By Jonnelle Marte
(Reuters) – A key Federal Reserve official told a congressional watchdog on Friday that participation in a $600 billion (460 billion pounds) loan programme meant to carry small and medium-sized firms through the coronavirus crisis would expand rapidly if the pandemic or economy worsened.
American businesses have tapped only a fraction of the funds available through the Main Street Lending Program launched by the U.S. central bank last month, spurring criticism the program was too restrictive and set up too late to help employers.
“Should the pandemic and the economy worsen, or financial institutions experience larger-than-expected loan losses and depletion of capital – all things we hope do not happen – then I would expect interest in using this program to expand more rapidly,” Boston Fed President Eric Rosengren said in testimony before the Congressional Oversight Commission, a bipartisan panel overseeing efforts by the Fed and Treasury Department to stabilise the economy during the crisis.
The Boston Fed is administering the Main Street programme.
More than $530 million in potential loans were active in the Main Street portal as of Aug. 4, representing 54 loans, Rosengren said. That includes $109 million in loans that have been settled with commitments for purchase, he said.
But some members of the commission, which includes two Republican lawmakers, a Democratic lawmaker and a Democratic political advisor, said businesses are already suffering, raising questions about whether the parameters of the programme were too restrictive.
“Main street companies are already getting crushed,” said Bharat Ramamurti, an attorney and former economic policy adviser for Senator Elizabeth Warren’s 2020 presidential campaign. Ramamurti cited surveys showing that companies are going ahead with layoffs and furloughs after suffering large drops in revenue.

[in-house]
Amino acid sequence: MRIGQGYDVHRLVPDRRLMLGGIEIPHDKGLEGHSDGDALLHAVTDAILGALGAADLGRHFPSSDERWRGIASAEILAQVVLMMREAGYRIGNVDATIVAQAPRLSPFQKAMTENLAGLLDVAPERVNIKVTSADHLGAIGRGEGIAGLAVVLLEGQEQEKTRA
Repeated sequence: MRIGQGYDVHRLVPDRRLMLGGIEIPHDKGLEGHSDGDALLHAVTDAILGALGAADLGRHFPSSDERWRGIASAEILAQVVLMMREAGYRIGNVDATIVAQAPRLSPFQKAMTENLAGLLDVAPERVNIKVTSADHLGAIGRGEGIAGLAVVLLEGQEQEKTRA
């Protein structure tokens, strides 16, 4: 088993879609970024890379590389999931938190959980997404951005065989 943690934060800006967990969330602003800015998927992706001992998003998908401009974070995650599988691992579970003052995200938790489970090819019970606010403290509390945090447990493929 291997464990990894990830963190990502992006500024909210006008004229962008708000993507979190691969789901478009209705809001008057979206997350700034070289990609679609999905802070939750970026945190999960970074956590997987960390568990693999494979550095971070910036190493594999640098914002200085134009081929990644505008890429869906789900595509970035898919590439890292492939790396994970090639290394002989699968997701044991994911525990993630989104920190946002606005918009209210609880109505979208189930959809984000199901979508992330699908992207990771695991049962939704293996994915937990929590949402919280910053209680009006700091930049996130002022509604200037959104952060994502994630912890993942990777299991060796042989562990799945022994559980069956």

“How much worse do things have to get before companies are interested in the Main Street Lending Program,” Ramamurti said.
The Fed this week disclosed details on some of the specific loans issued through the programme, under which it will buy 95% of a loan initiated by a private lender to a qualified business. The largest loan so far, worth $50 million, went to a resort in Pennsylvania’s Pocono Mountains, the Fed said. The next largest was the programme’s first-ever loan, $12.3 million to a dental practice network in Wisconsin.
Since registration opened in mid-June, 509 financial institutions have signed up with the Main Street Lending Program, Rosengren said. Only 153 lenders were willing to be part of a list on the Boston Fed’s website https://www.bostonfed.org/supervision-and-regulation/supervision/special-facilities/main-street-lending-program.aspx of lenders that are accepting new borrowers through the programme.
(Reporting by Jonnelle Marte; Editing by Paul Simao)
Video: Sell Gold Calls as Real Yields Stabilize, JPM’s Amoroso Says (Bloomberg)
Assessing the Rivalry Between U.S., Chinese Tech Giants
Aug.09 — Rebecca Fannin, founder of Silicon Dragon Ventures and author of “Tech Titans of China,” talks about the prospects for Beijing-based ByteDance Ltd.’s TikTok, the video-sharing app that the Trump administration has declared a national-security threat, and the rivalry between U.S. and Chinese technology companies. Twitter Inc. has held early talks about a potential combination with TikTok, Dow Jones reported, citing people familiar with the matter. Fannin speaks on “Bloomberg Markets: Asia.”
States Change the Way They Slow Spread of Covid-19
Aug.07 — States are adopting social distancing and mask-wearing guidelines until a Covid-19 vaccine becomes available.
Levi’s CEO on Using TikTok to Reach Consumers
Aug.07 — Chip Bergh, chief executive officer of Levi Strauss & Co., discusses using social media to reach consumers, and how the company will use technology to update the making of traditionally analog denim. He speaks with Bloomberg’s Emily Chang.